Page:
This is a community website for Grangetown in Cardiff, highlighting people, business, community activities, local news and things to do in the area and linking other websites and blogs.

We live locally; this is a voluntary project - in connection with Grangetown Community Action - free and independent. We are the online presence of the long-running Grange News community paper, which has been distributed to 6,000 local homes every four months for more than 35 years.

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Channel View tower re-cladding on hold

Plans to re-clad Channel View tower block have been put on hold - for a city-wide independent review into safety in the wake of the Grenfell Tower fire tragedy in London.

Proposals had been agreed late last year to refurbish the 16-storey 1970s tower block - with the new cladding a central feature.

According to the developers the rainscreen cladding system proposed would be made of Aluminium Composite Material (ACM) but with a mineral-filled core "providing fire protection".

The planning report last autumn said it would “create a rustic look to the building, that compliments the colour scheme that was used at Windsor Quay.”

Local councillor Lynda Thorne, who is also cabinet member for housing, issued a statement to all tenants on Monday, in which she said: "Your safety is our upmost concern and in order to satisfy any doubts you may have, we will be engaging an independent firm of consultants to review the integrity of cladding systems. No new cladding will be used on high rise blocks until a full review has been completed and a further consultation has taken place."

She also outlined current safety measures and fire advice and stated that cladding work in the early 1990s on several blocks had been with fire-retardant materials, different to the ones used in London.

Mrs Thorne said although there were no particular issues with the Channel View project it would be wrong to proceed without further investigation.

The review involves nine tower blocks across Cardiff but Channel View is the only high-rise in Grangetown. There is no time scale for how long the investigation will take.


Aerial photos - altogether 60,000 m3 will be remmoved from the back of Clive Street. Click on images for full size.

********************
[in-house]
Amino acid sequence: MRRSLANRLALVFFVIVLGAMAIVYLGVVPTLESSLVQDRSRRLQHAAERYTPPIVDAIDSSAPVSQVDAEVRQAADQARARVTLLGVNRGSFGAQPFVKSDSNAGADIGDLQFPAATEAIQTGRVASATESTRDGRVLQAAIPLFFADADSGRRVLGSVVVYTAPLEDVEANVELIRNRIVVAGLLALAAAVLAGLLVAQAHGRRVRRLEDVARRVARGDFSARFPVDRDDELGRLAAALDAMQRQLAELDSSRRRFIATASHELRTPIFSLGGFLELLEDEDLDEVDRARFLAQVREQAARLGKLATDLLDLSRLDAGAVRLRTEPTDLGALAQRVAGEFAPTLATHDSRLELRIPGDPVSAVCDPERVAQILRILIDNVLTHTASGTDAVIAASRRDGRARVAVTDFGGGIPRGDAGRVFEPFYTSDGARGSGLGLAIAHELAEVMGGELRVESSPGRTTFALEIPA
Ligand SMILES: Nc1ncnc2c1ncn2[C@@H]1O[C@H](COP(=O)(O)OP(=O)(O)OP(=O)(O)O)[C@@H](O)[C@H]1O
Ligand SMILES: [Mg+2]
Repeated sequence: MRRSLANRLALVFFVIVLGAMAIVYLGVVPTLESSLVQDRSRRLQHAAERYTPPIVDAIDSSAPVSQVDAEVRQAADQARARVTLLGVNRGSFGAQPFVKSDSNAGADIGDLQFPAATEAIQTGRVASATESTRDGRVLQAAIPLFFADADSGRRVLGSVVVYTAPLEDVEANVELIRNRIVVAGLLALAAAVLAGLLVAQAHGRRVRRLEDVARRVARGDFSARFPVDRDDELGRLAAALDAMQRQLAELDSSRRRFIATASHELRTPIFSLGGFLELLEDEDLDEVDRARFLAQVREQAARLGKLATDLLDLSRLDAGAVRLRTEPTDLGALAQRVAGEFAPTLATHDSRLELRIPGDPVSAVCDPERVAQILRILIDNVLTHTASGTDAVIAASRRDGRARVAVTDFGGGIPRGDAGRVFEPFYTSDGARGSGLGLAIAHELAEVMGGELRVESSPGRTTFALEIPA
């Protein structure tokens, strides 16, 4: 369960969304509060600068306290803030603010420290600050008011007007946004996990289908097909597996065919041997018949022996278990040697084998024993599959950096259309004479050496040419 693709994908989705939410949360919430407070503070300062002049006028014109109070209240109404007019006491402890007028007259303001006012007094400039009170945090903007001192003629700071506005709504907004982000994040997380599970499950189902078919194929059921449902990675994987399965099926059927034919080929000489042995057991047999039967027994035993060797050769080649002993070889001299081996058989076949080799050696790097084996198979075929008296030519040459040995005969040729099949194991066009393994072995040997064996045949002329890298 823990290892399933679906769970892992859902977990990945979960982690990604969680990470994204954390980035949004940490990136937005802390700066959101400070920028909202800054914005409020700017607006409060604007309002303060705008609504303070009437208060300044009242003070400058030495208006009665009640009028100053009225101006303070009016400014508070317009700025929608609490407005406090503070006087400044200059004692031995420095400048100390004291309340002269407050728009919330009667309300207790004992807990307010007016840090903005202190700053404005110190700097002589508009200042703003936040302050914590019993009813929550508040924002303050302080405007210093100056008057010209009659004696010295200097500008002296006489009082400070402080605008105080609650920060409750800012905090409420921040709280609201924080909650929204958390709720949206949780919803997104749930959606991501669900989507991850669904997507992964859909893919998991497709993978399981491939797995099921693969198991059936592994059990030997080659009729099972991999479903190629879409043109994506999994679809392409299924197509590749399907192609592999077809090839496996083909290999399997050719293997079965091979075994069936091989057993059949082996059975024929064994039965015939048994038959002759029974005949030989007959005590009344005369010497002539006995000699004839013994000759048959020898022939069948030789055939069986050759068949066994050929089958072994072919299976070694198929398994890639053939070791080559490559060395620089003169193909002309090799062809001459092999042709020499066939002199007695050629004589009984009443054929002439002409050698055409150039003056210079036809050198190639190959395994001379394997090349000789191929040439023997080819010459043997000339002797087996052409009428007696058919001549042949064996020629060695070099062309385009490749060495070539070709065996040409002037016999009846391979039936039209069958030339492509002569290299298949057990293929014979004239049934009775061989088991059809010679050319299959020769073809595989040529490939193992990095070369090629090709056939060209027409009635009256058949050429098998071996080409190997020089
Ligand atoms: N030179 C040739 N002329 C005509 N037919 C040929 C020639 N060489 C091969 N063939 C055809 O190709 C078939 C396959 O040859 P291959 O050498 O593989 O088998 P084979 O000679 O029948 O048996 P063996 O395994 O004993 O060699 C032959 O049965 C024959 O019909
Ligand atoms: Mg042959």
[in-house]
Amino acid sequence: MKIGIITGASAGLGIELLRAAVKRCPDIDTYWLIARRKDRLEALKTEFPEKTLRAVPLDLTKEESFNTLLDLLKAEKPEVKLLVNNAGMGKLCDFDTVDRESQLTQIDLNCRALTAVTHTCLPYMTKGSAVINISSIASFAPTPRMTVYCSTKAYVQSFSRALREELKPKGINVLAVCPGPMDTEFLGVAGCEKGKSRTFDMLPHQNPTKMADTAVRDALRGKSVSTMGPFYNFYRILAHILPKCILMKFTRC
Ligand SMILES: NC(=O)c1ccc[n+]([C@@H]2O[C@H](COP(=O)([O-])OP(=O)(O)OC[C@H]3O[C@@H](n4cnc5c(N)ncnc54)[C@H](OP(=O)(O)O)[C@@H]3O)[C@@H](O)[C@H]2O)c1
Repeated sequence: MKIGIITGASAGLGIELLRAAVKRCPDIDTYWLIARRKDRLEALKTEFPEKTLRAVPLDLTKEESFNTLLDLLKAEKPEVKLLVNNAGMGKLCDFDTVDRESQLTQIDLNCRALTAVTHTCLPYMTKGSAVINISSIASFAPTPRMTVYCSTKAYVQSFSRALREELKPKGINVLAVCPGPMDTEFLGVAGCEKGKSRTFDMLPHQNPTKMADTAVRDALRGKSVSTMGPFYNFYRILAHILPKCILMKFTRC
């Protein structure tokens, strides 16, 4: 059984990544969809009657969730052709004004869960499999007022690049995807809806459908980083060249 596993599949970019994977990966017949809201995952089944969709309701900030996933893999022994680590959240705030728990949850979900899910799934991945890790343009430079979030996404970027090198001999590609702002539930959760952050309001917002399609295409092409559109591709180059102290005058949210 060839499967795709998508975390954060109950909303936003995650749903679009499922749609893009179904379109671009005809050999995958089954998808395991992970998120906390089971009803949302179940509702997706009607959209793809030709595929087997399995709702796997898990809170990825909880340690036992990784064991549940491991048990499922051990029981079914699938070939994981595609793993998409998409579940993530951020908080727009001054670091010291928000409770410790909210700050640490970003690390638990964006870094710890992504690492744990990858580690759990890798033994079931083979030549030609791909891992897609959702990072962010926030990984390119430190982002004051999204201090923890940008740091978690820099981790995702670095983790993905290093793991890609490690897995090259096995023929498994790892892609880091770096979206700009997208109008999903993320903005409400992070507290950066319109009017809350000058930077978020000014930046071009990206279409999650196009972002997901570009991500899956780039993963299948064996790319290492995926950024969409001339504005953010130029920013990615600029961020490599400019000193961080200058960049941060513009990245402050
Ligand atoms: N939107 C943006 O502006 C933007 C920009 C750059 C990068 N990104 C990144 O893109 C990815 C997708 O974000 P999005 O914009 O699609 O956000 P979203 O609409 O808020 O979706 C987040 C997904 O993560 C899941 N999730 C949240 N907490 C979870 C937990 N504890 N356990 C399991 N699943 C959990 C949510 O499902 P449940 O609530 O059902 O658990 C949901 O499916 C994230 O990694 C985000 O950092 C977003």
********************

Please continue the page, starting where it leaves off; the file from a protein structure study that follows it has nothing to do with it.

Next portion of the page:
Railway embankment removal on track

Thousands of tonnes of earth from a Victorian railway embankment have already been moved by developers - as these drone images show.

Contractors Cuddy have so far removed 40,000 cubic metres of spoil - two thirds of what will need to be removed from the site at the back of Clive Street lane to make way for a new housing development.

Developers Pegasus, who are using an entrance opposite York Place for the lorries to take the muckshift away, said it had meant minimal disruption to the local roads.

"We are on target for an August completion of the site clearance works with fencing works to secure the reduced level site starting within the next weeks," said Adrian Hancock, Pegasus director.

'Selfless servant' gets community award

Halimah Islam, who has been running a homework club for local children for the last 19 years, has been given the annual Joan Gallagher memorial award for her contribution to the local community.

Mrs Islam has been running the Saturday elementary school called Al-islah (meaning "guidance") for three hours per week as a volunteer. It started in portable buildings before moving to Channel View and more recently has been operating from the Grange Pavilion.

The idea behind the club was to build up the confidence of local BME community children offering them cultural studies through the medium of arts, crafts, books and social interaction in informal class settings.

As it progressed, Al-Islah organisers realised that children also needed assistance to improve their basic literacy and numeracy skills to catch up with national standards, so additional volunteers were recruited to offer children the support they needed.

At its peak, up to 85 children have attended.

The nomination for the award called her a "true community champion," who had "selflessly served" Grangetown. It added: "Mrs Islam has been an incredible asset and a symbol of inspiration for the women of the BME community who are often very difficult to engage with. She has been offering her time, skills, dedication and often paying money from her own pocket to purchase the learning materials, when certain parents find it difficult to pay the minimal fee. She has taught and inspired all my three children to gain the cultural awareness and the confidence to do well at school."

The award was presented at Grangetown Festival by Cardiff South and Penarth AM Vaughan Gething to Mrs Islam, accompanied by her sister, who also helps with the club.

It is made annually in memory of Joan Gallagher MBE, who served the local community for many decades, including as secretary of Grangetown Community Concern, the local Scouts and as a councillor.

End of long saga for school campaigners and church

Campaigners for a Welsh-medium primary school and those looking to preserve St Paul's Church are celebrating major planning landmarks.

The long-awaited new Ysgol Hamadryad will provide a first Welsh-medium school for pupils from Grangetown and Butetown.

The first intake of pupils is currently being taught in a starter class on the site of Ninian Park school. The new build behind the old Hamadryad Hospital, just over the Taff in Butetown, will take a year to build and be ready in time for the start of the school year in 2018.

Central to the application is a travel plan to encourage as many pupils, parents and staff to get to school by public transport, walking or bike. There is also £300,000 set aside for improving local junctions, crossings and for residents' parking.

The proposals include: